Thomas Fleming

Thomas Fleming is president of the Fleming Foundation. He is the author of six books, including The Morality of Everyday Life and The Politics of Human Nature, as well as many articles and columns for newspapers, magazines,and learned journals. He holds a Ph.D. in Classics from the University of North Carolina, Chapel Hill and a B.A. in Greek from the College of Charleston. He served as editor of Chronicles: a Magazine of American Culture from 1984 to 2015 and president of The Rockford Institute from 1997-2014. In a previous life he taught classics at several colleges and served as a school headmaster in South Carolina

11 Responses

  1. David E. Bomar says:

    “Therefore the good man, although he is a slave is free; but the bad man, even if he reigns, is a slave, and that not of one man, but, what is more grievous, of as many masters as he has vices…” [St. Augustine, City of God, IV, 3.]
    This well worth reflection.
    From David Bomar

  2. Dot says:

    Most of us are slaves in one way or to some degree or another. Those who are simple and not subject to conventional mores are the most free. The one who can be peaceful and calm among the wolves barking at her feet are most free.

  3. Michael Strenk says:

    A wise comment, Dot, to a podcast full of wisdom.

  4. Dot says:

    Mr. Strenk: I was thinking of my youngest daughter.

  5. Thomas Fleming says:

    Boethius, whom I mentioned in the podcast, has an excellent discussion of freedom. Although a Christian, he couches the question in purely philosophical terms. His attempt to reconcile free will with divine foreknowledge is very useful. I had borrowed it years ago and was happy to find that it is he who makes they argument that the mind of God is beyond time. For Him, the future is what the present is for us. He is not changed by his knowledge of our evils nor does He directly cause them. Philosophers find gaps in his argument, but it is a serious step to justify sanity.

  6. Thomas Fleming says:

    The offer is still open for friends and readers to pose questions.

  7. Dot says:

    Are there differences regarding freedom as proposed by the Pope on abortion and the US Conference of Catholic Bishops. There seems to be a conflict. The fetus has lost all freedom.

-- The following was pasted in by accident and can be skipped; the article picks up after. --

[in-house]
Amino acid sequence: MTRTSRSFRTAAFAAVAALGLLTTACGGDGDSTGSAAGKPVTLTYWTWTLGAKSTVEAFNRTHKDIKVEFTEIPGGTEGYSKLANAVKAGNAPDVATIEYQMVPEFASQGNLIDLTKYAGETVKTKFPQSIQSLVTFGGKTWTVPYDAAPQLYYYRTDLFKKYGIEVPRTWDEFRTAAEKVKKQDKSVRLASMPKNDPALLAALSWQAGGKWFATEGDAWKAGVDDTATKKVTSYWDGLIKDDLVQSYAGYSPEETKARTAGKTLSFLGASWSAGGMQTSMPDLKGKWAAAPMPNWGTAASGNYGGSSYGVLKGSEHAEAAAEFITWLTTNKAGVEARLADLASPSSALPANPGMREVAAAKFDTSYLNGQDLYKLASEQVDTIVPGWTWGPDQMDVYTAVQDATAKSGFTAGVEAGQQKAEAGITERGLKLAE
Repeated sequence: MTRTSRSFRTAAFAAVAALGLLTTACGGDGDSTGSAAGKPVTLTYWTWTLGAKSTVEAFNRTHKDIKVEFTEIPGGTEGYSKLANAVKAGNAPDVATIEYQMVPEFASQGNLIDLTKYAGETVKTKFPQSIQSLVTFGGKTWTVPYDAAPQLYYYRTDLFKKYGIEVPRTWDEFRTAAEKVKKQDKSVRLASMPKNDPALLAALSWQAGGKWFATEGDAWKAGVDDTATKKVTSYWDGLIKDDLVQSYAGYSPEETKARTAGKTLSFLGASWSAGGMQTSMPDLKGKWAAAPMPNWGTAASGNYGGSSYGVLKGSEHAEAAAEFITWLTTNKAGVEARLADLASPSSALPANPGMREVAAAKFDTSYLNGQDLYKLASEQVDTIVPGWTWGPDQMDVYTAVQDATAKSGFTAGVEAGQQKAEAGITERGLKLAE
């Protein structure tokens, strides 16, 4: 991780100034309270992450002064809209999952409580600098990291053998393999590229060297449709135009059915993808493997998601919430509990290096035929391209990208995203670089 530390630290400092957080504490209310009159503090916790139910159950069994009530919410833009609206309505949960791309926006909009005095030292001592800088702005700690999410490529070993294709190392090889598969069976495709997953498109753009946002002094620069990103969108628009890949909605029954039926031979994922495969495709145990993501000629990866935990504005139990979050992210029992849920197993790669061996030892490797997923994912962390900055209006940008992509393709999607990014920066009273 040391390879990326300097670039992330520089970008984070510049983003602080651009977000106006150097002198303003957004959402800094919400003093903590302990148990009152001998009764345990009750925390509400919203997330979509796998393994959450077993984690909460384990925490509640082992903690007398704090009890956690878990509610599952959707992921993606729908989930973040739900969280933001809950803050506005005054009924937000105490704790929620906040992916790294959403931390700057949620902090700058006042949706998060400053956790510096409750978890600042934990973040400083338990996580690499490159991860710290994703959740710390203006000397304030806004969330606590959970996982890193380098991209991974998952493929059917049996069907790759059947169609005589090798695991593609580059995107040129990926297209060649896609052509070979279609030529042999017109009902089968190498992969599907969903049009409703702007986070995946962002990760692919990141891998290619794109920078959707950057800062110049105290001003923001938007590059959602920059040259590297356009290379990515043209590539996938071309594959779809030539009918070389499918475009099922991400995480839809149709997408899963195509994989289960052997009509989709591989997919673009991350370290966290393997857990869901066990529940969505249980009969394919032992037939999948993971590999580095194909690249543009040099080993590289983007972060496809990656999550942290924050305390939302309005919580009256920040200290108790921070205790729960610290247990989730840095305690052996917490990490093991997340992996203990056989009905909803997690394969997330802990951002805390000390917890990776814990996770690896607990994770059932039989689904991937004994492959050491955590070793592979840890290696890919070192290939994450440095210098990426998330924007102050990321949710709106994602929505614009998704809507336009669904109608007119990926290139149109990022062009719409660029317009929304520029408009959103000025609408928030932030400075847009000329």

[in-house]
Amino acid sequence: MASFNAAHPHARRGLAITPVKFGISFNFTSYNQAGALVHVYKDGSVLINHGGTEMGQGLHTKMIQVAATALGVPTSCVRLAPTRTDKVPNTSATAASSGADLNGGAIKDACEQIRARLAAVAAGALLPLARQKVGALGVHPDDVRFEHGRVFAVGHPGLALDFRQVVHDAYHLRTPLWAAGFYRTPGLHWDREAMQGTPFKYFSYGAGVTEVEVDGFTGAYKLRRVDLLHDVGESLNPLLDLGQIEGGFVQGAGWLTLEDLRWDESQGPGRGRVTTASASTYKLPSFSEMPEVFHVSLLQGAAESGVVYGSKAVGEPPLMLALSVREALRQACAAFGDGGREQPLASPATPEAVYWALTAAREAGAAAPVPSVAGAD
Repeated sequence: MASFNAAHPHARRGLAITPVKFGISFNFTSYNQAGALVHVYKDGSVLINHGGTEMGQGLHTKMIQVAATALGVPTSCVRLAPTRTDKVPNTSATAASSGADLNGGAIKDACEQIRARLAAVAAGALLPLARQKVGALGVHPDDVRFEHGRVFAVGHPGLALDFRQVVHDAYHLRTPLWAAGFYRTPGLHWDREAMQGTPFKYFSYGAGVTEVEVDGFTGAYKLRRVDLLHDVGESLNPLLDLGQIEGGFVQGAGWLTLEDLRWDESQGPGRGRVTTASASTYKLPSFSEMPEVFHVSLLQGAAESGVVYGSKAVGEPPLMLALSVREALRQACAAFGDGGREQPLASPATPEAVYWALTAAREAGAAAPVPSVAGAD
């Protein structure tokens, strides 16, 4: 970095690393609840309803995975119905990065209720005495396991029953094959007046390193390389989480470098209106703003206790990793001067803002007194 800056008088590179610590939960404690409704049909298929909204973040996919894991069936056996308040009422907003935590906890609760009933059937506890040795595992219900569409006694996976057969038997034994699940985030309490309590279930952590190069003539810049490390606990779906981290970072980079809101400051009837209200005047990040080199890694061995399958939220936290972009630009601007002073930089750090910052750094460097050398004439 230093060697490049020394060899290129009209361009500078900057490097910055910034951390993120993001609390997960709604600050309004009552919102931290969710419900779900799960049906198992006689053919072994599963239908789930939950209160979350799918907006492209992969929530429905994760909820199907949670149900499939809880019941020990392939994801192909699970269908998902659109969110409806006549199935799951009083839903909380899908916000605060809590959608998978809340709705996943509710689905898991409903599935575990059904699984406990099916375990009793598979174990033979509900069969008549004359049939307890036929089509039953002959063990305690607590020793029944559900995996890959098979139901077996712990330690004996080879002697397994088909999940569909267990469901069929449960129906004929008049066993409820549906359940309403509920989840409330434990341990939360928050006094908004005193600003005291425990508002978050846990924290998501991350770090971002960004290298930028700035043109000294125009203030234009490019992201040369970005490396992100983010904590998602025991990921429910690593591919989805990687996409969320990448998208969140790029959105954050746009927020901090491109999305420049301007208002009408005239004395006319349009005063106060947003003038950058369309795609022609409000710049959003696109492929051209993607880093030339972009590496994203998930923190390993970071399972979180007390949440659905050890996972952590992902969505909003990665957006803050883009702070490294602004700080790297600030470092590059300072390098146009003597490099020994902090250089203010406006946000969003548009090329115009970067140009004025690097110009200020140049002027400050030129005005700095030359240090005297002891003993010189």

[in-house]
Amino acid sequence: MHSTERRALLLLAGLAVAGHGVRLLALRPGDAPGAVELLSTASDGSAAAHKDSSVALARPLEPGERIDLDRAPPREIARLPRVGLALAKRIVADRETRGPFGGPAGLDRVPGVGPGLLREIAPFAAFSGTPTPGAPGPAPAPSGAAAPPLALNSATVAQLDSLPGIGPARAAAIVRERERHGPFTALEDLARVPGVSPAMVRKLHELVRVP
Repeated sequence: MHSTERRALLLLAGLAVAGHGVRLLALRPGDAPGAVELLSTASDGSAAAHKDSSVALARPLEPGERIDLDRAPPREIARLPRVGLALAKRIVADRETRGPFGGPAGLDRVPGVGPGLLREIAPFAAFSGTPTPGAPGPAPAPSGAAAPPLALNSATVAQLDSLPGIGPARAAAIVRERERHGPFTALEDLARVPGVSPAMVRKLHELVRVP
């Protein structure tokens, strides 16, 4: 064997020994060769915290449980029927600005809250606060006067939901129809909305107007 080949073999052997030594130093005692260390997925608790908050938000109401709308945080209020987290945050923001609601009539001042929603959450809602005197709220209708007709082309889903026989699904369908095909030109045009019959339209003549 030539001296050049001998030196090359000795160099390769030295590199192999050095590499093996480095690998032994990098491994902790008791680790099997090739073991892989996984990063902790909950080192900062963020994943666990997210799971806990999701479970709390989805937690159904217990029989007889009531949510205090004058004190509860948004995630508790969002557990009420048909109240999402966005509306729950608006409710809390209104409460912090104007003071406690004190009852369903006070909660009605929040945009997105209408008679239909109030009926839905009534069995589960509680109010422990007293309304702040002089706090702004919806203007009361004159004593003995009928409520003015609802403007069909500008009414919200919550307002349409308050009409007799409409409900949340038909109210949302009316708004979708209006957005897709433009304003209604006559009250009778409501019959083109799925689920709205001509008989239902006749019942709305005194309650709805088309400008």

8. Thomas Fleming says:

    Neither the Pope nor the bishops and flunkeys of the CCB have anything lucid to say on this or any topic. As for the broader question on the freedom of the fetus, one would begin by saying that pre-birth phase of a mammalian organism could hardly be possessed of, much less exercise, freedom. Now, if we are limiting ourselves to unborn human beings, we have to confront the confusion that has been created by the irresponsible use of language in such phrases, “the fetus is a person,” and “right to life.” If there is an unlimited right to life, then we have to abstain from hunting and fishing and the eating of meat, poultry and fish. Indeed, we probably should not use antibiotics. If we restrict the right to human beings, then we must surrender the right to defend our own lives from a criminal attacker, engage in defensive war, and execute serial killers. If there were a realty corresponding to the phrase, “right to life,” we would have to justify so bizarre a notion, either by references to Scripture, tradition, classical philosophy, or biology. I have never seen anyone bring up a shred of evidence to support such an obvious piece of nonsense. If someone will offer me an argument or piece of evidence that does not rely on some foolishness of Epicurus or John Locke, I’d be happy to examine it.